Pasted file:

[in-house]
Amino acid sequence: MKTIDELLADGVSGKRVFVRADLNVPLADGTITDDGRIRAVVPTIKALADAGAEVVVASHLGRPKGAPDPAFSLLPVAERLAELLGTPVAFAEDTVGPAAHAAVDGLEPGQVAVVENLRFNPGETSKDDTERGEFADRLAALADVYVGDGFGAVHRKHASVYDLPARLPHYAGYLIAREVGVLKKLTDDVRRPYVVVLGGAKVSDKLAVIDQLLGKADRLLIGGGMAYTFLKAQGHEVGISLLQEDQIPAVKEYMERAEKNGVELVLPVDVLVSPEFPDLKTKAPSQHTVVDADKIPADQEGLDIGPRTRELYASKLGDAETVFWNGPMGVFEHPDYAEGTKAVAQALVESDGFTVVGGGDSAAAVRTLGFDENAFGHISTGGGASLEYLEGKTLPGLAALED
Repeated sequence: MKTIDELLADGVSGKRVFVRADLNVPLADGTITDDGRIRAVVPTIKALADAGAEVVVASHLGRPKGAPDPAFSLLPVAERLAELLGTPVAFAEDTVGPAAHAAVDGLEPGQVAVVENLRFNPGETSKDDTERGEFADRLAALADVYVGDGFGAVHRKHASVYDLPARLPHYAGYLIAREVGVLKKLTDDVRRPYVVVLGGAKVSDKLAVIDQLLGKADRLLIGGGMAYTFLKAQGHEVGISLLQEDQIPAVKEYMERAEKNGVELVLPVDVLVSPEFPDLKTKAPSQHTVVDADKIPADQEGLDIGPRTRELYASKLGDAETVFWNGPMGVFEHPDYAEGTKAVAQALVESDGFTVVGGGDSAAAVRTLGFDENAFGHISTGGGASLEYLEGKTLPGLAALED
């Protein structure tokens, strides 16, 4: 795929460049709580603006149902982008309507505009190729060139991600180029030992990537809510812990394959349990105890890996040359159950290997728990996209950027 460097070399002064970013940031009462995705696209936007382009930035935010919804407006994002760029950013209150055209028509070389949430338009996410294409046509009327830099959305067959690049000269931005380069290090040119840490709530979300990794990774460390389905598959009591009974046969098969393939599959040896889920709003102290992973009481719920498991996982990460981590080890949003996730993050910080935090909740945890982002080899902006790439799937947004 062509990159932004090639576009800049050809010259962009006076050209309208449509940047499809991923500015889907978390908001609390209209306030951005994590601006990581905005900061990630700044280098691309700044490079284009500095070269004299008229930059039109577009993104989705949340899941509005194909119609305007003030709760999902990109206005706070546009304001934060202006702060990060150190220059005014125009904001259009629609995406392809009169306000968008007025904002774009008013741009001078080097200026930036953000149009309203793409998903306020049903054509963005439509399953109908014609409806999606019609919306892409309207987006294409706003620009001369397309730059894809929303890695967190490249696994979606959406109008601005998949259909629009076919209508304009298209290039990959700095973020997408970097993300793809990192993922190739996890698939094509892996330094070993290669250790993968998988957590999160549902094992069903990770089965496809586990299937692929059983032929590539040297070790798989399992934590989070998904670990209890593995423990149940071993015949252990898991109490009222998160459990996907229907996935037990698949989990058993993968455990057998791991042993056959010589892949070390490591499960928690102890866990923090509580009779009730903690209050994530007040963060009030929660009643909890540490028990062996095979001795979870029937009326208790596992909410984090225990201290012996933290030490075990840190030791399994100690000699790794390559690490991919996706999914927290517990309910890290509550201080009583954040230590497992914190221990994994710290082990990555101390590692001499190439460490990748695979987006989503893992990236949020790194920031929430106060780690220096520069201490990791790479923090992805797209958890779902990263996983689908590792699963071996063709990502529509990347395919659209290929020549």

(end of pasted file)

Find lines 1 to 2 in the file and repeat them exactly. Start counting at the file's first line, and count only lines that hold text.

[in-house]
Amino acid sequence: MKTIDELLADGVSGKRVFVRADLNVPLADGTITDDGRIRAVVPTIKALADAGAEVVVASHLGRPKGAPDPAFSLLPVAERLAELLGTPVAFAEDTVGPAAHAAVDGLEPGQVAVVENLRFNPGETSKDDTERGEFADRLAALADVYVGDGFGAVHRKHASVYDLPARLPHYAGYLIAREVGVLKKLTDDVRRPYVVVLGGAKVSDKLAVIDQLLGKADRLLIGGGMAYTFLKAQGHEVGISLLQEDQIPAVKEYMERAEKNGVELVLPVDVLVSPEFPDLKTKAPSQHTVVDADKIPADQEGLDIGPRTRELYASKLGDAETVFWNGPMGVFEHPDYAEGTKAVAQALVESDGFTVVGGGDSAAAVRTLGFDENAFGHISTGGGASLEYLEGKTLPGLAALED